An Open Letter on Mental Health
By Cassandra Bauer, Pet Business Owner
It’s been a year like no other. Many of the personal lessons I have learned during the COVID pandemic cross over to the business, which I suppose is not surprising when it is a small family-run business.
Prior to COVID we were thriving, which is crazy to think of in a very rural area of New York like ours. We were on the verge of expanding, and I was in high gear all the time between managing everything and having a baby.
When COVID started to creep in, the biggest thing I felt was confusion. New York regulations being so vague and changing all the time didn’t help. On top of worrying about my parents’ health (whom I work with) and a boarding schedule that was literally completely canceled within a few days, I was also still battling some post-partum depression.
I ended up actually having to be hospitalized for over two weeks because I had a mental breakdown and was diagnosed with bipolar disorder. It’s something I talk about openly now because I wish more folks would, and it has also changed my business model.
I was hospitalized a few days after restaurants were shut down. Traveling had already been pretty much completely banned, and there was still a lot of back-and-forth on if grooming was essential. I had decided to put a hold on grooming at that time. It was a hard decision, but I ultimately decided I valued lives over livelihood and I put my faith in the fact that clients would find ways to support us. (Which they did tenfold by buying certificates, continuing to use our programs—especially if they were essentials working overtime—and even making donations.)
I have made changes in our business based on what I have learned and experienced. We have always striven to give the dogs one-on-one attention and keep our dog-to-staff ratio low; it’s even more so now. I was always acutely aware of how important it is to make sure your employees are healthy physically and mentally. It is even more of an honest and open conversation now.
I never appreciated the slower times and the lulls because I liked being go, go, go. I find power in them now. And to be completely honest, I’m struggling with a bit of anxiety over things opening back up and getting full-force again. The time I got to spend healing, quieting my mind, and enjoying my daughter over the fall and winter was amazing.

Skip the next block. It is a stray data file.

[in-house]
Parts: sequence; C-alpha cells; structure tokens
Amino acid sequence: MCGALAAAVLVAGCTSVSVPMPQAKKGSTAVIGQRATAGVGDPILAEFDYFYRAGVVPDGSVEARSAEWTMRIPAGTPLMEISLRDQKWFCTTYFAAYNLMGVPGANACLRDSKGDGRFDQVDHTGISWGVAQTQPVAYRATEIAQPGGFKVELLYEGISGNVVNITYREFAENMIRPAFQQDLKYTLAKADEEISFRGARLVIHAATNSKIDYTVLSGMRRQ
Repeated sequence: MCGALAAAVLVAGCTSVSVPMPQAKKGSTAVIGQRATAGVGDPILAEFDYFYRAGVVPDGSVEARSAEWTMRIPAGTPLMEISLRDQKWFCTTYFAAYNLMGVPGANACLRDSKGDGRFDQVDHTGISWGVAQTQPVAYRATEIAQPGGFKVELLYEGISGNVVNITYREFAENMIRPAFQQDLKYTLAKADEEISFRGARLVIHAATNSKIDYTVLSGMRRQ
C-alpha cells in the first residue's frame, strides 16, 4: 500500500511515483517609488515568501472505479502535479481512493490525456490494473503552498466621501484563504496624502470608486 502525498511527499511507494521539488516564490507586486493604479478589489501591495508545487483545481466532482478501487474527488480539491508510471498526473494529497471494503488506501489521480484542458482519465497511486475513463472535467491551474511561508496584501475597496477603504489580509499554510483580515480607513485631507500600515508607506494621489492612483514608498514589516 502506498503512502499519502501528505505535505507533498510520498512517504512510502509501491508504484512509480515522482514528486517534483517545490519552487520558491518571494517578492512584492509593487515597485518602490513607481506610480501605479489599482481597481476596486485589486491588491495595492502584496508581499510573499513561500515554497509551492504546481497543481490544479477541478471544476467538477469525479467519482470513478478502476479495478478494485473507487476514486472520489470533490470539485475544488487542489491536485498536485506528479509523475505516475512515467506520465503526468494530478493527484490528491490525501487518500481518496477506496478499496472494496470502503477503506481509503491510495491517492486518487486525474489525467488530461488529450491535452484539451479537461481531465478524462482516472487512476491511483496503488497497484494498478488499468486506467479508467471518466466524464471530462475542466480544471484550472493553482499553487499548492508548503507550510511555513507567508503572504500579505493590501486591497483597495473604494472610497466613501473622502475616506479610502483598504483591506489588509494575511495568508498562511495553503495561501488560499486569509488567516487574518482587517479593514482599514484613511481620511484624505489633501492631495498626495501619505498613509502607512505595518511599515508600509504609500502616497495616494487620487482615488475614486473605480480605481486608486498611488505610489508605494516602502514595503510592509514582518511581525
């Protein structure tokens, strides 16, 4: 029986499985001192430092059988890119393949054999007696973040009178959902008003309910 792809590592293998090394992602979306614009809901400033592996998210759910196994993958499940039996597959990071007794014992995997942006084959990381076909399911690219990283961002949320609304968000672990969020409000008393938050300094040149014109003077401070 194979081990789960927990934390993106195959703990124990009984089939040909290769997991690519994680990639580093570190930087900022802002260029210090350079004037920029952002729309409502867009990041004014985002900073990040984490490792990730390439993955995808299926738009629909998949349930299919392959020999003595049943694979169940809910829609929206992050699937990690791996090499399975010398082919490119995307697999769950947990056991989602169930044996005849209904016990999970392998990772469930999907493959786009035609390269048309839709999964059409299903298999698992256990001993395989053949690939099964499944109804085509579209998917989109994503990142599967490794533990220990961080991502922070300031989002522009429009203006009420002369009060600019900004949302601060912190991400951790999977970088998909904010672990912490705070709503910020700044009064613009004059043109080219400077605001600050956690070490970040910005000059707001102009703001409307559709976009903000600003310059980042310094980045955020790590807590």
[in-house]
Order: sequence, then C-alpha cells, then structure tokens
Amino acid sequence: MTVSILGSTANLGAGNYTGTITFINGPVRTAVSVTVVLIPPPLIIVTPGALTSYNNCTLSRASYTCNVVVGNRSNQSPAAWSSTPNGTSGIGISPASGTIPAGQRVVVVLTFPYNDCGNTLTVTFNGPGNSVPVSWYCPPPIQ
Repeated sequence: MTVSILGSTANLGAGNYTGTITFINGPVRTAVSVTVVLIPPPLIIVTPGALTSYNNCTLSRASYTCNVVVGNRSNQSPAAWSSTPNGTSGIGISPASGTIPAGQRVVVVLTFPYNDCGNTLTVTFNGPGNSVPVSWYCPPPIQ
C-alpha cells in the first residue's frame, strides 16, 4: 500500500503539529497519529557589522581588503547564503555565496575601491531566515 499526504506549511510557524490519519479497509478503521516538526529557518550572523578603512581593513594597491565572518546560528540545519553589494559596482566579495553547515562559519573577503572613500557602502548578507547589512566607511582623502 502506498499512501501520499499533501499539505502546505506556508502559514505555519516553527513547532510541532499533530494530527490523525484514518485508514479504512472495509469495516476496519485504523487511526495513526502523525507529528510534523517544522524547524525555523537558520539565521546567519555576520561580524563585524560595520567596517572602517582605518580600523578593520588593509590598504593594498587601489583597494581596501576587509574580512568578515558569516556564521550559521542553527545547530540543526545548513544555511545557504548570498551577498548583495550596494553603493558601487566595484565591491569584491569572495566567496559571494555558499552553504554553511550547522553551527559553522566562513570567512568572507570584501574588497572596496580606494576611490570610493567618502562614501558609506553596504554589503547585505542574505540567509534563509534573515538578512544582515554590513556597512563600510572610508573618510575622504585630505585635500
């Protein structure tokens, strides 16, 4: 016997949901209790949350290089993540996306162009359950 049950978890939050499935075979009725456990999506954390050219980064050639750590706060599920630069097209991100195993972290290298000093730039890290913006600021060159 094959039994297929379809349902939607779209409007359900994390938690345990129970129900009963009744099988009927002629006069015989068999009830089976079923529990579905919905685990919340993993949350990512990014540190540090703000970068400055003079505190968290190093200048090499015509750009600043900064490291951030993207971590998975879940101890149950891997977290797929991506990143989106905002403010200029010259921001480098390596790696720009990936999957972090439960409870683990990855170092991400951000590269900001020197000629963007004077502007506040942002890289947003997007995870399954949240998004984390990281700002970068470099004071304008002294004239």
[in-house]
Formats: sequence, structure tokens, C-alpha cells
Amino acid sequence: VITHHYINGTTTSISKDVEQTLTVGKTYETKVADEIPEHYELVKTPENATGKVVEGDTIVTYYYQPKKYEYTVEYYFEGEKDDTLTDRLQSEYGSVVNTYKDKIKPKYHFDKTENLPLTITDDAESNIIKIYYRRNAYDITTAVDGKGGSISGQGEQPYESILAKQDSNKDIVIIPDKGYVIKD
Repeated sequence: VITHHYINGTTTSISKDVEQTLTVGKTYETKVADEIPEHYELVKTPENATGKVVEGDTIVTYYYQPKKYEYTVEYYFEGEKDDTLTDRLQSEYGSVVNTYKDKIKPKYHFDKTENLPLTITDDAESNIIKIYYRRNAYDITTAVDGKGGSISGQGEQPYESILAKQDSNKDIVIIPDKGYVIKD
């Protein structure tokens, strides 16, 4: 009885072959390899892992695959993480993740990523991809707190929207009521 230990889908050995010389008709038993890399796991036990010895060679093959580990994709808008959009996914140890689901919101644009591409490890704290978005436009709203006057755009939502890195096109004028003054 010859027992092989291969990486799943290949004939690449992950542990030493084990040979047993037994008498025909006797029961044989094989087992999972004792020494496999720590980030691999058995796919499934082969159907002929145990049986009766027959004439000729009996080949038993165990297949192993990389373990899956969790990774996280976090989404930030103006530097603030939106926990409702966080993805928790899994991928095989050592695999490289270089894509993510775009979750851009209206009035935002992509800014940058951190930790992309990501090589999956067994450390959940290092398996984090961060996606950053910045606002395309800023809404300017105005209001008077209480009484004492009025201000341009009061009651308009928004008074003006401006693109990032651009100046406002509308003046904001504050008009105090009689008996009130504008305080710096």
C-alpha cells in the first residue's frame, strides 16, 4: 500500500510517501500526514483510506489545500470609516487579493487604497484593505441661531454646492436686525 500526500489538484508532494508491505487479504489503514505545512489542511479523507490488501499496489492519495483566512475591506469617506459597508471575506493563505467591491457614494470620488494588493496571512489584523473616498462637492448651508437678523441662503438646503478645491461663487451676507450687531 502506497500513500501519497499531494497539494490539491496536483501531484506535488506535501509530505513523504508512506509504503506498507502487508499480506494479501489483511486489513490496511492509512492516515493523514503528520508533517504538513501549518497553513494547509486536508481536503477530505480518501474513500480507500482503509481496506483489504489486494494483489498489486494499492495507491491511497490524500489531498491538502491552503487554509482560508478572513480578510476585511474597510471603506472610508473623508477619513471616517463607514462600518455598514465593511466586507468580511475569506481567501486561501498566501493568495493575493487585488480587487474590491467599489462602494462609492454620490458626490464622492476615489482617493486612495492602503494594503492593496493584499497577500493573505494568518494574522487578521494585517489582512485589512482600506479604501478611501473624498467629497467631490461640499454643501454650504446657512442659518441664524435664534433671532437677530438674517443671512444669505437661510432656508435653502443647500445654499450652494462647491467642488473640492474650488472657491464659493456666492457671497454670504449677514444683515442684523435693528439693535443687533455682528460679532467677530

I know I have the tools now and the support, and I’m very aware that I need to carve out time for myself, family and friends, even if it is hard. I need to put away the business phone and my schedule books even if I fear I’m going to miss something. What’s meant to be will always find a way of working out. And I guess looking back, it took a pandemic for me to realize what I had going was “working”…but wasn’t working for me personally.
These days I find comfort in having a schedule, especially when it comes to sleep. I’ve learned to delegate more and I hired on another employee so I could do less grooming and focus on other tasks. I do a lot of reiki and massage. I keep up on my vitamins and have found a lot of great teas that help. And of course, dogs.
Even my therapist suggested I continue fostering dogs, even though it is a risk financially, because he could “see me light up when I talked about it.” As the anniversary of my mental health trauma has approached, I have a litter of foster pups that I took on, and they have brought me a great deal of comfort. It’s just about perfect timing because they are starting to trickle to new homes as spring break boarding comes back full-force and I find myself questioning if I’m ready for the “chaos.”
My passion is this business and working with animals, but if our own minds (the most important organ in the body, but often the one most overlooked) are suffering, we are failing both, and so many other people too. Wellness isn’t just a full schedule and secure paycheck. It’s finding balance and understanding within yourself.